Will The New York Times Eat Crow About Its Cholesterol Deceptions?
Majid Ali, M.D.
An Article of Eating Crow Series
For how many decades has The New York Times Published promoting the sordid cholesterol theory of heart disease? How many thousands of cholesterol articles did the Times publish in these years to support the marketing claims of cholesterol drug makers? How difficult it would have been for its medical watchdog journalists to read articles written by doctors like myself who presented scientific facts to expose the cholesterol deceptions?
Should everyone who wasted an enormous amounts of money to buy statin drugs for cholesterol and hurt his liver and muscles ask this simple question: Have medical journalists of The New York Times writing about cholesterol been watchdog journalists (as the Times’ claimed) or lapdog Joes and Janes?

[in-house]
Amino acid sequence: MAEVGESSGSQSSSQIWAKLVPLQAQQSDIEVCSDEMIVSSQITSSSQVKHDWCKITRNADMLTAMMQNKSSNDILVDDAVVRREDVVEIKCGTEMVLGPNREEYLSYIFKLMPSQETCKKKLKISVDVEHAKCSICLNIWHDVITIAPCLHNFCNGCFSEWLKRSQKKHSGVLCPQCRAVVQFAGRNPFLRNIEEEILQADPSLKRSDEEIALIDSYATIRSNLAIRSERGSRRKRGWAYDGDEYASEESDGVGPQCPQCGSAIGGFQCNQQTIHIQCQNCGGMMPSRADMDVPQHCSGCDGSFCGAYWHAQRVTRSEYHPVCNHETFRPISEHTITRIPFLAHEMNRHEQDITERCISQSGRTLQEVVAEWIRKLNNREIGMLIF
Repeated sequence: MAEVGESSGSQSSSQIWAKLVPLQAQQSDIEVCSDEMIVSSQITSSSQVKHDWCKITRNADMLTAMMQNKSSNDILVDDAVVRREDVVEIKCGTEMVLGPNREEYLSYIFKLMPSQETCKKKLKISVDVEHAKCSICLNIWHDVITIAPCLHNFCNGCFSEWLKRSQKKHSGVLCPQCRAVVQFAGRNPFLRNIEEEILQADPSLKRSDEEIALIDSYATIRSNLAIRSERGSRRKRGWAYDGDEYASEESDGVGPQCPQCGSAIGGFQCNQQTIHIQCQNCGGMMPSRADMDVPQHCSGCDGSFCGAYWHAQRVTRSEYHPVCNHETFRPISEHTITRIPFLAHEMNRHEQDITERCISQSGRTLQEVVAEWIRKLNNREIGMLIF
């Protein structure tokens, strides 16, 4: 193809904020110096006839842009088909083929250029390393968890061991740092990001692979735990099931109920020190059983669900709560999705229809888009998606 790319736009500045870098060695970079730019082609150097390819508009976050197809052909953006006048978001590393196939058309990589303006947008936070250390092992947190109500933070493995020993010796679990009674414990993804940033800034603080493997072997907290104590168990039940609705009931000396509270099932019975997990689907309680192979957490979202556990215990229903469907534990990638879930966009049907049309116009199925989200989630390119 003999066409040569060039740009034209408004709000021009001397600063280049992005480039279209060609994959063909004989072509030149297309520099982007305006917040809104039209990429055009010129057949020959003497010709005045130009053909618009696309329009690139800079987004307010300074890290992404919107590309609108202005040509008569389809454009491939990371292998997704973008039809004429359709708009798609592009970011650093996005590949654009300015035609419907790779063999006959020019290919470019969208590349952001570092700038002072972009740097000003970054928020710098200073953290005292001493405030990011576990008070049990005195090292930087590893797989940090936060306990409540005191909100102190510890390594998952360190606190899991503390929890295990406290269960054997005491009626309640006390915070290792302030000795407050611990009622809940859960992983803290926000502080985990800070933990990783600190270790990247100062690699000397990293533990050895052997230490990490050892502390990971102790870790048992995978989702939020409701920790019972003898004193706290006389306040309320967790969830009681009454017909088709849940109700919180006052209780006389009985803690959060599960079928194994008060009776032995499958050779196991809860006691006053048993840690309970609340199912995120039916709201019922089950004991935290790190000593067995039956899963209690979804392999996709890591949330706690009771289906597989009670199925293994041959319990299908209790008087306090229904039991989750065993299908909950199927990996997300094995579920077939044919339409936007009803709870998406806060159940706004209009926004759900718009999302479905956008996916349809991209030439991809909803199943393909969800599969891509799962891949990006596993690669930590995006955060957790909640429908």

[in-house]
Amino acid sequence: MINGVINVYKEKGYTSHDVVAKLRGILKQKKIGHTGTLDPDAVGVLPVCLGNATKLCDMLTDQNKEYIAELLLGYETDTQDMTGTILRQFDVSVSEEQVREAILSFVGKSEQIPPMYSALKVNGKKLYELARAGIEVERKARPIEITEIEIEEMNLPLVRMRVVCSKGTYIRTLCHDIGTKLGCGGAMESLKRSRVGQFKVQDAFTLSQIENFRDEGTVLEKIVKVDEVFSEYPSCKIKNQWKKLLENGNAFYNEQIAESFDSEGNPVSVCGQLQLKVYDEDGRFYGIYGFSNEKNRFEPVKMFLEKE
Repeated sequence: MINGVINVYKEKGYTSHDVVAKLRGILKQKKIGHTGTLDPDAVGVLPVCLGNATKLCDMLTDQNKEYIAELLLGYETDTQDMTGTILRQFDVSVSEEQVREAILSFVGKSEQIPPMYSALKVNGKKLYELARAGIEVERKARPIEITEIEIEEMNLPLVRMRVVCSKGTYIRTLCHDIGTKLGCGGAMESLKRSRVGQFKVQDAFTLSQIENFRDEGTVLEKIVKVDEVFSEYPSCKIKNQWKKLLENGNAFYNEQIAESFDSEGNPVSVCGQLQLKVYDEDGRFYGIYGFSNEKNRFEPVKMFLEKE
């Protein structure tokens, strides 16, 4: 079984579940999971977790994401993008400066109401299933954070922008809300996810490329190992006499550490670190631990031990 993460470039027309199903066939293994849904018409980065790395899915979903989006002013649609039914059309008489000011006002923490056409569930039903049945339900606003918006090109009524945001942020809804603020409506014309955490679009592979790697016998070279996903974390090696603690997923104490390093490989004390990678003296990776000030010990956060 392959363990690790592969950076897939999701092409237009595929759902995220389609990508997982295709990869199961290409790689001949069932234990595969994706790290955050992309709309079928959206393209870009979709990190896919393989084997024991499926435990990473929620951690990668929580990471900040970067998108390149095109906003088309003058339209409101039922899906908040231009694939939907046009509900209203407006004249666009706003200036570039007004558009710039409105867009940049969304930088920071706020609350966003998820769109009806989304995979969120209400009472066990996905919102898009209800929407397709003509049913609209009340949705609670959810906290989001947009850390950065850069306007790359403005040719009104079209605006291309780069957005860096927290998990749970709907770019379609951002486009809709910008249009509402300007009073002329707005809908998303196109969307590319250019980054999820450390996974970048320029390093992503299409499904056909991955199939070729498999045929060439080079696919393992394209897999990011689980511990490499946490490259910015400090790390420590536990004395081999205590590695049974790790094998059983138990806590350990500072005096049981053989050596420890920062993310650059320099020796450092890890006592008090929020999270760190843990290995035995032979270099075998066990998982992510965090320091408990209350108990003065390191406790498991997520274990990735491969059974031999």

Link to Dr. Ali’s 15-Video Cholesterol Library at the End
Consider the following quote from its article published on February 19, 2015 and ask whether or not the Times should now eat crow openly and editorially.
“The panel also dropped a longstanding recommendation that Americans restrict their intake of dietary cholesterol from foods like eggs and shrimp—a belated acknowledgment of decades of research showing that dietary cholesterol has little or no effect on the blood cholesterol levels of most people.”
“For many years, the cholesterol recommendation has been carried forward, but the data just doesn’t support it,” said Alice H. Lichtenstein, the vice chairwoman of the advisory panel and a professor of nutrition science and policy at Tufts University.
Dr. Krauss said that some people experience a rise in blood cholesterol after eating yolks and other cholesterol-rich foods. But these “hyper-responders” are such a minority — roughly a few percent of the population — that they do not justify broad restrictions on cholesterol intake.
Suggested Further Studies
Dr. Ali’s Cholesterol Course
Dr. Ali’s Heart Course